Coronavirus: Could COP26 climate summit be held by video conference?

'What is needed to be seen is whether our habit of requiring face to face meetings can be overcome as we move forward in time,' says former chief scientific advisor as virus threatens to derail conference

Kate Ng
Wednesday 18 March 2020 02:30 GMT
David Attenborough attends a conference about the UK-hosted COP26 UN Climate Summit, at the Science Museum in London
David Attenborough attends a conference about the UK-hosted COP26 UN Climate Summit, at the Science Museum in London (REUTERS)

As the coronavirus crisis continues to shut down borders and keep people apart, event organisers worldwide are faced with questions of whether or not to cancel, postpone or move their occasions online - including the 26th UN Climate Change Conference of the Parties (COP26).

Uncertainty around how long the outbreak will last has raised doubts about COP26's future. The climate change conference has been billed as the “biggest international summit the UK has ever hosted” and is expected to welcome over 30,000 delegates to coordinate on tackling the climate emergency.

David King, a former chief scientific advisor to the UK government, told Radio 4's Today programme on Tuesday there is a "possibility" the COP26 may be delayed but could be conducted in the virtual space if the “habit of requiring face to face meetings can be overcome”.

But Richard Black, director of the Energy and Climate Intelligence Unit, told The Independent the idea was "not feasible" and could reduce productivity gained by "rich debates" held at the international conference.

Speaking about the creation of a "global climate alliance" he is pushing for, Mr King had said "all of the action is now taking place virtually and it’s flowing along quite well".

He added: “I think that one can get a long way with virtual action; what is needed to be seen is whether our habit of requiring face to face meetings can be overcome as we move forward in time. It will be very interesting to see if we can reduce air travel after the coronavirus outbreak has died away. In other words, whether we develop new habits over the next year, year and a half, that reduces the demand for air travel."

But the logistics of bringing 195 governments and 30,000 people into an online space at the same time would be extremely difficult, considering different time zones, internet connection speeds, and the need for multiple conversations and consultations to be had between individuals, according to Mr Black.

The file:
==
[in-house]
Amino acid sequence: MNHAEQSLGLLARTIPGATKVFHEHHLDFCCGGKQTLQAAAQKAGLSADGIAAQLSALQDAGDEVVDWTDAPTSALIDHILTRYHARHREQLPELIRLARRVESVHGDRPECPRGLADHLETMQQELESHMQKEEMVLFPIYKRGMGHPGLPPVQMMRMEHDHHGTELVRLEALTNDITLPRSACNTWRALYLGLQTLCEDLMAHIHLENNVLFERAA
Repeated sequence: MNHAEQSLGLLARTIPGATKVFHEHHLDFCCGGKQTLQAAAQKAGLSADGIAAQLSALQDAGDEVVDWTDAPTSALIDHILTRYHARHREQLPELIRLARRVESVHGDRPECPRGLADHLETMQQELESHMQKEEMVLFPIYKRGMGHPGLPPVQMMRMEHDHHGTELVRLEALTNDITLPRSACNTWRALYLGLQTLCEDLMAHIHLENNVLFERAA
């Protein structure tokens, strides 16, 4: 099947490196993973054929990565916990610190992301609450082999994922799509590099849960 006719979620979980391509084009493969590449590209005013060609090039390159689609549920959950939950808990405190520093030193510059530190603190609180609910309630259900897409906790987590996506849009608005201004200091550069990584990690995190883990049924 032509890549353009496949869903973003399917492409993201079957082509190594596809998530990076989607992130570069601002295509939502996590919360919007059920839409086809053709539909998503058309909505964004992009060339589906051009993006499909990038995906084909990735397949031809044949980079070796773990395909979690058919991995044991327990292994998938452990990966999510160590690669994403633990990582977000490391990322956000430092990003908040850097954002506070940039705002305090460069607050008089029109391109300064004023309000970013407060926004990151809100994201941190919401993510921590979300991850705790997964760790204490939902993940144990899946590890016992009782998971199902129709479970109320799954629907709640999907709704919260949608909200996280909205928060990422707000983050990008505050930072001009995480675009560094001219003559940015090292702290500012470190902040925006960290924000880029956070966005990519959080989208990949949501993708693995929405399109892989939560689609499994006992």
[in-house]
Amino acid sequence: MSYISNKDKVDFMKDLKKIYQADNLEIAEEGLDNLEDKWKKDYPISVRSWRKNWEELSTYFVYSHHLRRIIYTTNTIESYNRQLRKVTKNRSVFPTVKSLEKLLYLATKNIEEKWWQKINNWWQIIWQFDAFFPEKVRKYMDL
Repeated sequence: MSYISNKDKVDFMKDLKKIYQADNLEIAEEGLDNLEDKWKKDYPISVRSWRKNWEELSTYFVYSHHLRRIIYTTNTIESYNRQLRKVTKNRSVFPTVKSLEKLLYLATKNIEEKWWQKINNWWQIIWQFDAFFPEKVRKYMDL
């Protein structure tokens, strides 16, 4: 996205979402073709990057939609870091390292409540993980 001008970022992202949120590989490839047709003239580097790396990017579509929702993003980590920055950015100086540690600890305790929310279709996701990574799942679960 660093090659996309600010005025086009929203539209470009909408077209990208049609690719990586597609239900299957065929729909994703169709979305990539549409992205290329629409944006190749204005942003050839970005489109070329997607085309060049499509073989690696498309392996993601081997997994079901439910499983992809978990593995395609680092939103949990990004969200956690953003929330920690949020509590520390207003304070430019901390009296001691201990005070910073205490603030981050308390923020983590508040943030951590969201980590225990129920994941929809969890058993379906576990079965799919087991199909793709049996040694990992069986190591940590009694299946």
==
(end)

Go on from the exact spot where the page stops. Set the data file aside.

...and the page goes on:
"To have them all on conference calls when they all need the right to contribute and have private sessions to consult scientists, civil societies and more – it simply is not feasible," he told The Independent.

"COP26 is made up of a rich ecosystem. 30,000-ish people from different walks of life in one place, allowing for the scrutiny of governments and rich debates to be held – it wouldn't be possible to reduce all that into a video conference call.

"A few smaller meetings have already been moved online, for example, there has been one that involved 23 countries. Not only were time zones an issue, but comments and discussions had to be done via text, which takes more time.

"Representatives from developing countries without stable Internet connections also had problems making the most of the meeting. Imagine trying to organise that for thousands of people."

The question of COP26's future arises as the UN Climate Change (UNFCC) secretariat announced it is exploring remote work and video conferencing technology that will enable it to continue “ongoing support to the intergovernmental process on climate change” while the virus continues its spread around the world.

The UNFCC secretariat will also not be holding any physical meetings until the end of April 2020 and official missions have been suspended amid the outbreak of the disease.

There has also been criticism over the environmental impact of tens of thousands of attendees flying from around the world to attend an event aimed at mitigating the climate emergency.

But COP meetings currently produce zero emissions, according to Mr Black, in line with UN policies to cut carbon footprint as much as possible. Last year, COP25 committed to being entirely climate neutral by avoiding greenhouse gases, waste production, water and energy use, as well as encouraging participants to travel by local public transport.

"What can't be cut gets offset," he said. "So for example, the Paris Agreement only produced as much emissions as that of 800 French people."

The UN's 'Climate Neutral Now' initiative offers organisations, companies and individuals the opportunity to offset their carbon footprint by purchasing UN-certified "carbon credits" generated by climate-friendly projects.

It's still too early to say if COP26 will be postponed, though both Mr King and Mr Black say a delay to the conference is a possibility that can't be ruled out if the coronavirus pandemic remains an issue closer to the date.

But considering the significance of COP26, which marks five years since the Paris Agreement was reached, Mr Black said countries must honour their commitments, which were promised "by 2020, not by COP26".

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